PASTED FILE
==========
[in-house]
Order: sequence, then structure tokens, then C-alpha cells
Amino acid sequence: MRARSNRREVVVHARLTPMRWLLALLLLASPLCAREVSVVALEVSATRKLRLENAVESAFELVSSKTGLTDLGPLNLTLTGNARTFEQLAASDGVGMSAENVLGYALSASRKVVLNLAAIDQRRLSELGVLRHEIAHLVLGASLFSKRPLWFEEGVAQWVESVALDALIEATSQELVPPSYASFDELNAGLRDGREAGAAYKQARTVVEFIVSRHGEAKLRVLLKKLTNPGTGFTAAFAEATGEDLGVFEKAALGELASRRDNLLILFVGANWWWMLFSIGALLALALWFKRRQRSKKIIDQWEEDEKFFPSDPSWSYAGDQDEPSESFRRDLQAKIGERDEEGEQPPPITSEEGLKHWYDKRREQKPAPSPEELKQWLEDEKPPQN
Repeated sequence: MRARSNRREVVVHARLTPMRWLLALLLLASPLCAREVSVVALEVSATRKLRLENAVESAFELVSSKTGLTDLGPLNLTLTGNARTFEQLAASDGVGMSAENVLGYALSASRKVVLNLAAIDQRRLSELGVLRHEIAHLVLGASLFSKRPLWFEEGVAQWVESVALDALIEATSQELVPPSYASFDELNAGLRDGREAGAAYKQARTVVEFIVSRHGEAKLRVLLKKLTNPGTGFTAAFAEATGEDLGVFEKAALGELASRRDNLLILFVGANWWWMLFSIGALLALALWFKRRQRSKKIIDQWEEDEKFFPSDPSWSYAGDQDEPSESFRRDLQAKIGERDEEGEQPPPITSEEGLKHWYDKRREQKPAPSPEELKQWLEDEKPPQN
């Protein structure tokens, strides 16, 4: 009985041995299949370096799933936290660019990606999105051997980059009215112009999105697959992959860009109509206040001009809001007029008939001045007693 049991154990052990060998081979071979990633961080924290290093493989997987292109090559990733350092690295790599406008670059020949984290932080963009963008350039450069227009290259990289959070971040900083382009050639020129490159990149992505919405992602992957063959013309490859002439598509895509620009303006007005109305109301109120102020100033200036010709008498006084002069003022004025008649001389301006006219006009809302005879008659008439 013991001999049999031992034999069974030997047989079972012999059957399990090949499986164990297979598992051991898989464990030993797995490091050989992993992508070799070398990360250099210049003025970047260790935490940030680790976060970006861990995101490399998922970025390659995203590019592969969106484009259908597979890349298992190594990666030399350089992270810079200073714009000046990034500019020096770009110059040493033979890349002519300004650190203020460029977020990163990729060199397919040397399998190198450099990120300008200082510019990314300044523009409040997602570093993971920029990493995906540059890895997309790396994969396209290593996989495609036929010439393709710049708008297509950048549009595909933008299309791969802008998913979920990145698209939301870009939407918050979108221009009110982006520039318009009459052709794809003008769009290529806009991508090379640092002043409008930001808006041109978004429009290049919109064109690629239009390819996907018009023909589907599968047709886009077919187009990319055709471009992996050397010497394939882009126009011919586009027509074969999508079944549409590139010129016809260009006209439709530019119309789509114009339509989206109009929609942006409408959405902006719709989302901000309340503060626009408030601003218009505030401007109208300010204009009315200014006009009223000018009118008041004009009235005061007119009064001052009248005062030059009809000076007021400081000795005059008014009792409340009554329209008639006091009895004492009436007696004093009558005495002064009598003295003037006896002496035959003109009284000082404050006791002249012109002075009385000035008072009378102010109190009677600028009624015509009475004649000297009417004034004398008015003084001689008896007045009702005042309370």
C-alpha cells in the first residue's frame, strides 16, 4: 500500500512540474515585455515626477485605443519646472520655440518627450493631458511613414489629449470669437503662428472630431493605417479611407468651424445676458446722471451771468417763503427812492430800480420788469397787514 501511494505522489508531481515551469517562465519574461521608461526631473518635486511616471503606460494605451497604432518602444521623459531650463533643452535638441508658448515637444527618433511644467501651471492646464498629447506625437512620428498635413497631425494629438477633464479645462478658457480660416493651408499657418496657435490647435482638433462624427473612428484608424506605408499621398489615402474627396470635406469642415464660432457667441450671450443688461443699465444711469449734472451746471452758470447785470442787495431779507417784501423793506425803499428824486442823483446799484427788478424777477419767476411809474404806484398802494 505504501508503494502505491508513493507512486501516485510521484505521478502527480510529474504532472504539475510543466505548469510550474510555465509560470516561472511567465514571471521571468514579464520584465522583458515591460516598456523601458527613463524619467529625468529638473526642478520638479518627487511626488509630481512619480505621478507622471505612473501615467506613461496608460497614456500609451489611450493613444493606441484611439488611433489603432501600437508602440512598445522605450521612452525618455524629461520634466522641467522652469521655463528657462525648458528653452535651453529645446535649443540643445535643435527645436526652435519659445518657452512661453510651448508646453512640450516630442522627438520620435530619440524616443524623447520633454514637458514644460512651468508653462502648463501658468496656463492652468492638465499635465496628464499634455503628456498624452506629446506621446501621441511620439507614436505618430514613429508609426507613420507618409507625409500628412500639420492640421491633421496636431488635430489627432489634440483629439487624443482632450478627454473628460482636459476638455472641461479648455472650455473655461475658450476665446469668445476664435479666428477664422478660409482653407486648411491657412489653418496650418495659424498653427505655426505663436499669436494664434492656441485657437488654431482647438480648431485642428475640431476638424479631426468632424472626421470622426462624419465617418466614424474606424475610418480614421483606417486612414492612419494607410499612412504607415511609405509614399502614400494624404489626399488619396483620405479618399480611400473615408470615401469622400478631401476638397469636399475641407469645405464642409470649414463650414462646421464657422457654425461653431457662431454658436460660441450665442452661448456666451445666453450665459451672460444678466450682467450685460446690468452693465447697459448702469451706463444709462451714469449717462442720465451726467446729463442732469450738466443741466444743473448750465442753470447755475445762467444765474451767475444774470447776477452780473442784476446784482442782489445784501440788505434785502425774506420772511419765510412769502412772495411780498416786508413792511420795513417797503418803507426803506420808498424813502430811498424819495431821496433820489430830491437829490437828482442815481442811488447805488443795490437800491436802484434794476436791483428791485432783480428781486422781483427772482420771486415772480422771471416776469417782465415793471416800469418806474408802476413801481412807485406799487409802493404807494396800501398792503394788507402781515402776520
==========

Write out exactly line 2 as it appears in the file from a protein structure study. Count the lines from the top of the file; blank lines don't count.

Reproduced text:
Order: sequence, then structure tokens, then C-alpha cells